Does what it says on the mouse mat
By Michael Banks in Miami, Florida
I was wondering how long it would be before I heard Will Smith’s 1998 hit song “Miami”, but I didn’t expect it while walking into a session at the 216th American Astronomical Society meeting.
This evening I attended a special symposium on the status of the Atacama Large Millimeter/submilliter Array (ALMA, which is currently being constructed in the Atacama desert in Chile.
Built by the European Southern Observatory and the US National Radio Astronomy Observatory (NRAO), when fully complete in 2013, ALMA will contain 66 antennas in total and be 100 times more sensitive than other millimetre telescopes.
ALMA will allow astronomers to study a range of phenomena including planetary and star formation.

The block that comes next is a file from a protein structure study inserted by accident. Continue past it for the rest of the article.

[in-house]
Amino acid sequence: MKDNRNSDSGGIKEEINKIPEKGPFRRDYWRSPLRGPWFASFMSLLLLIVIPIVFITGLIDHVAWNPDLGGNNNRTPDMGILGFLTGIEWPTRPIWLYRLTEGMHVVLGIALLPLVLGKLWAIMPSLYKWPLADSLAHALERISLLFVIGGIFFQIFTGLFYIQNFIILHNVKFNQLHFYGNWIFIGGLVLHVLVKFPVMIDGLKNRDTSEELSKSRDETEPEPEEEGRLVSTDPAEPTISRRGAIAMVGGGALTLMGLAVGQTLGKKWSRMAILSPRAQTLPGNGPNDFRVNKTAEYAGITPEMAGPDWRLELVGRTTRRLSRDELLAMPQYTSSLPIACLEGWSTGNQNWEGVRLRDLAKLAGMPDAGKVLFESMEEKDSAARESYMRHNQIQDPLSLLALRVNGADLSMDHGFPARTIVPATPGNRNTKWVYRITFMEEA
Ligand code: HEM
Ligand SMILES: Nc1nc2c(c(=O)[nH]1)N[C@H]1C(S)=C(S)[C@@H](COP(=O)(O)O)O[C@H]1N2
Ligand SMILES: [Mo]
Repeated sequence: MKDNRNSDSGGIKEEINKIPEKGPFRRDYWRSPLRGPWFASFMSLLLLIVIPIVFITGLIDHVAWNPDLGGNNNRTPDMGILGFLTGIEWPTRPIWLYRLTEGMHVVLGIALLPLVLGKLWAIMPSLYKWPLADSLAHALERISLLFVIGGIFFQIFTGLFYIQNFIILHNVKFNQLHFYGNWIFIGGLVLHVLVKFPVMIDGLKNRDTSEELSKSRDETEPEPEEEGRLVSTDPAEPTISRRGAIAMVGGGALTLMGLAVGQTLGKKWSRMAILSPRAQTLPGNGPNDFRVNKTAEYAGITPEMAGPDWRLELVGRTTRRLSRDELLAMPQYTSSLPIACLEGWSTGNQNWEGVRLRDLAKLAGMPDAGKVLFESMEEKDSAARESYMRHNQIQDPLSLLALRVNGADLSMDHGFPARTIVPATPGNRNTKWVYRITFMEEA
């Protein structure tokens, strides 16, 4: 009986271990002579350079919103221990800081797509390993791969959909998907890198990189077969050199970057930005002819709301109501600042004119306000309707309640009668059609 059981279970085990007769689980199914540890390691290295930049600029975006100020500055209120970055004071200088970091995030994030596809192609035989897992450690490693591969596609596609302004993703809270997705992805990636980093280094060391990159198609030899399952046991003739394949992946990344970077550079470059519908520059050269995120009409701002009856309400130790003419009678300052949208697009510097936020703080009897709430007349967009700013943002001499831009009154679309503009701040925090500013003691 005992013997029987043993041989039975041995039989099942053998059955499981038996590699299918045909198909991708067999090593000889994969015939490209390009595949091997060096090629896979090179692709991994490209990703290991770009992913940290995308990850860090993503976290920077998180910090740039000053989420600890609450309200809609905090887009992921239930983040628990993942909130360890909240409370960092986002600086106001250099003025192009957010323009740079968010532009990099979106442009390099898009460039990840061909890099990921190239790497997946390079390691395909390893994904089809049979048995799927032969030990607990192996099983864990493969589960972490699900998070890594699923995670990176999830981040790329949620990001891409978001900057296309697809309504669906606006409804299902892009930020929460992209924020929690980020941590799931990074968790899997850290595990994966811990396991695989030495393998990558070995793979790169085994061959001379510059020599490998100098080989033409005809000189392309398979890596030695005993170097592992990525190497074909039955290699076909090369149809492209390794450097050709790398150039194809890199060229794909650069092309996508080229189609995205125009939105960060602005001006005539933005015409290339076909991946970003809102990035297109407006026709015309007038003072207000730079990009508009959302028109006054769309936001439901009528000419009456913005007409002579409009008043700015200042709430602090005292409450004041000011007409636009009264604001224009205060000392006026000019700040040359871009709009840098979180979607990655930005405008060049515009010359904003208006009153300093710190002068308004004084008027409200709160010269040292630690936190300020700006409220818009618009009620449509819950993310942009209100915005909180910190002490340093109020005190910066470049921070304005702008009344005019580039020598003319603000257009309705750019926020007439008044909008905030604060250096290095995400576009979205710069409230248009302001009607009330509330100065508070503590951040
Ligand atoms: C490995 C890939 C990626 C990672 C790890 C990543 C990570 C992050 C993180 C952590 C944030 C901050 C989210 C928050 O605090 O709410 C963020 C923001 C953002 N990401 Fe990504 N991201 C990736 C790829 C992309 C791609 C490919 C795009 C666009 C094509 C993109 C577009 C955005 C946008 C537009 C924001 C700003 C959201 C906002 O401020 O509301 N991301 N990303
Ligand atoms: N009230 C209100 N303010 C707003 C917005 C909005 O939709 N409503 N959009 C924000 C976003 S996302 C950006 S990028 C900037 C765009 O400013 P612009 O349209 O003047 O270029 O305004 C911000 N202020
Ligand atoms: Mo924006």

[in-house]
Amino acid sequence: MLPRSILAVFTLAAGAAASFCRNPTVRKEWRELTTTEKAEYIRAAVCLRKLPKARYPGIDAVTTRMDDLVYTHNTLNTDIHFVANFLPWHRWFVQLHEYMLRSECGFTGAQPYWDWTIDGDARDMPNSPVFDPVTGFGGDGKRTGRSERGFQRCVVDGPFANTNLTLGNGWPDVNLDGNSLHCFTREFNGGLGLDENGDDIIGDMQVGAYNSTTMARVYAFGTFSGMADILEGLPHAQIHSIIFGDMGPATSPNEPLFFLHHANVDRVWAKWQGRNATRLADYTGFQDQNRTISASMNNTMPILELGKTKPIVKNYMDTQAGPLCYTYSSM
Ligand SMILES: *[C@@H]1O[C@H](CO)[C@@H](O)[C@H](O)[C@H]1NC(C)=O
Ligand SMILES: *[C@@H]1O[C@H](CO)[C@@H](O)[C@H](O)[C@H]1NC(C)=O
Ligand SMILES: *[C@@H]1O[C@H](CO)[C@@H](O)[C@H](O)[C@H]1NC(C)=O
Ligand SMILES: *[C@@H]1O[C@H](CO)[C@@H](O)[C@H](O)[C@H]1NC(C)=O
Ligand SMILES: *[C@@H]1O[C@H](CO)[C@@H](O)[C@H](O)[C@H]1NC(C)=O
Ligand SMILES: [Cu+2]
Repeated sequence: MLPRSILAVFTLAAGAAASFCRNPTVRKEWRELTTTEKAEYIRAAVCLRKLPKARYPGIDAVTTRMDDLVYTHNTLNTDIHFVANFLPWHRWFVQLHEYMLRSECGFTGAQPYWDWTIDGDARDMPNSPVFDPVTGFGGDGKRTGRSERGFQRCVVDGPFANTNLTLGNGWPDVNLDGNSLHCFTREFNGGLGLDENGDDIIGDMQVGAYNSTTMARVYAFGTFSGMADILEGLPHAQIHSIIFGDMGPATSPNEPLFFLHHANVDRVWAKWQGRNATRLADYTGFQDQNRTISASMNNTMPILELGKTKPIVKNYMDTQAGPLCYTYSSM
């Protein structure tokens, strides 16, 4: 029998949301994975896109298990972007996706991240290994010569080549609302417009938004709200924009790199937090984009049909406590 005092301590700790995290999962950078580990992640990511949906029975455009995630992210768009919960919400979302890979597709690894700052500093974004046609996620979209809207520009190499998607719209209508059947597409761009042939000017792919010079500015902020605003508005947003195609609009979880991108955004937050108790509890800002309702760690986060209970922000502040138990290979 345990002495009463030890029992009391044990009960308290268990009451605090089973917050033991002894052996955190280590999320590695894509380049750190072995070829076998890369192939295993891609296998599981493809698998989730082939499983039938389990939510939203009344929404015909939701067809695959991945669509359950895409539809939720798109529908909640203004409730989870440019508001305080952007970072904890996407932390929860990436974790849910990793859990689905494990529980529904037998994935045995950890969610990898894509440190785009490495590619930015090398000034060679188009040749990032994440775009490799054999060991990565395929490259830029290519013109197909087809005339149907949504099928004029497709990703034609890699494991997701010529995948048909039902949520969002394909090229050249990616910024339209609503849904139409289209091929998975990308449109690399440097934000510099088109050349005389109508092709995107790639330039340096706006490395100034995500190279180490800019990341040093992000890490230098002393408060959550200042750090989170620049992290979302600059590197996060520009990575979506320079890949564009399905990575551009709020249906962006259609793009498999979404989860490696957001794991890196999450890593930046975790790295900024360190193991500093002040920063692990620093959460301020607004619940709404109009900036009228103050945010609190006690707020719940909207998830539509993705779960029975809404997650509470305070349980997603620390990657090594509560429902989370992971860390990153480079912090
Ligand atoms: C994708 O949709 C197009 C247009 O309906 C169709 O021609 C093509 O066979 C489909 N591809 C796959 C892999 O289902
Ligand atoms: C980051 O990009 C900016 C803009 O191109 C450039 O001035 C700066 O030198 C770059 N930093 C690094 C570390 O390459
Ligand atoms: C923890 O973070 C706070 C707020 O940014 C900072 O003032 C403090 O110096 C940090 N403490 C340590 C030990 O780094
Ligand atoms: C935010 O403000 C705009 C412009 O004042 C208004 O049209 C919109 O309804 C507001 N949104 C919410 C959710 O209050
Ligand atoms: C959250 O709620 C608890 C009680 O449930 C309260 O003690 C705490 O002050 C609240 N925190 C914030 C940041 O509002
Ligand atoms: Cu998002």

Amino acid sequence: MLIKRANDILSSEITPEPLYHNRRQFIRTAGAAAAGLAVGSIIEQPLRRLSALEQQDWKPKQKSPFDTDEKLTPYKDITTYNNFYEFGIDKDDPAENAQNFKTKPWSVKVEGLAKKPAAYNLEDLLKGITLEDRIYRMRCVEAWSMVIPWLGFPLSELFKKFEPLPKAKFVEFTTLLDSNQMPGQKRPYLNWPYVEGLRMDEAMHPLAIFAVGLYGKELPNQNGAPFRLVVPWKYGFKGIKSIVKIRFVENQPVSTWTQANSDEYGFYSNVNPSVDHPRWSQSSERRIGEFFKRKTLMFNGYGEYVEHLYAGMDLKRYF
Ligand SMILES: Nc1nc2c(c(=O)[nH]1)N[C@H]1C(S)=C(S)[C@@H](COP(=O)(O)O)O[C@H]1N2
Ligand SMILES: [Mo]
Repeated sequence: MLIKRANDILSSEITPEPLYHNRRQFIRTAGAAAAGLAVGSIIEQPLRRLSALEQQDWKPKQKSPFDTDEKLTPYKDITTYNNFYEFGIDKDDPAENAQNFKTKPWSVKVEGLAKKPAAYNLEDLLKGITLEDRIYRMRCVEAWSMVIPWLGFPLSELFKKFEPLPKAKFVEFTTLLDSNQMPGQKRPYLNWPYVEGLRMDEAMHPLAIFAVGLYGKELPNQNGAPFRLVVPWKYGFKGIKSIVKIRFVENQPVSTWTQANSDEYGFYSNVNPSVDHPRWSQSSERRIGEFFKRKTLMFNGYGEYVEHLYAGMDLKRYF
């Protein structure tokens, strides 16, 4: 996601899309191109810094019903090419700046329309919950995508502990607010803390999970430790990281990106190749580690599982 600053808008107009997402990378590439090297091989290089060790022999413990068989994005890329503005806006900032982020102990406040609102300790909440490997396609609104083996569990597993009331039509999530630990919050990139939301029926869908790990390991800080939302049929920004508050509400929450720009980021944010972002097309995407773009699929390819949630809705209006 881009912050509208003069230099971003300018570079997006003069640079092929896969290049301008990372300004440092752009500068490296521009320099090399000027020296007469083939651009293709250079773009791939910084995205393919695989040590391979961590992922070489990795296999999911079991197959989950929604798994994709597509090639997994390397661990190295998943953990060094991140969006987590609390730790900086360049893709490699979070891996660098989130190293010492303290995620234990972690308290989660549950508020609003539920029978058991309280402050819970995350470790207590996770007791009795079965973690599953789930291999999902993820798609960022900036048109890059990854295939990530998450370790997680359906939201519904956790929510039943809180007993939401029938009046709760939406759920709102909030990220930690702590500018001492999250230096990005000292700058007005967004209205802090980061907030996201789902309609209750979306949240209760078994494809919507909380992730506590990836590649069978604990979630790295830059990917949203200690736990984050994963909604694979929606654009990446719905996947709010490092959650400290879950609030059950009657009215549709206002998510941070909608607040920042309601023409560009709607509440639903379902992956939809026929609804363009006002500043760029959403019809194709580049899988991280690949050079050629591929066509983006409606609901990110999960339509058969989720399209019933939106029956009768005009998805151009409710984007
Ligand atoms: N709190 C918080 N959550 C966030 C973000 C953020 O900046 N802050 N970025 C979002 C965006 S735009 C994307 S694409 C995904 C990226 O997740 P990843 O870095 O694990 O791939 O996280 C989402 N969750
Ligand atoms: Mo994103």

There are currently four antennas up and working, with another 12 planned before ALMA begins science operations, which is expected to happen in early 2011.
Al Wootten, from the NRAO, who has been involved with planning ALMA for the last 20 years, says that the sensitivity together with the large bandwidth will make it a unique facility.
Speakers at the symposium were encouraging astronomers to submit ideas for using time on the telescope. “What ALMA will excel at is exploring the unexpected,” says astronomer Kelsey Johnson from the University of Virginia.
Oh, and if you are an engineer or scientist really interested in working at the ALMA telescope then they are currently recruiting and apparently want to hear from you.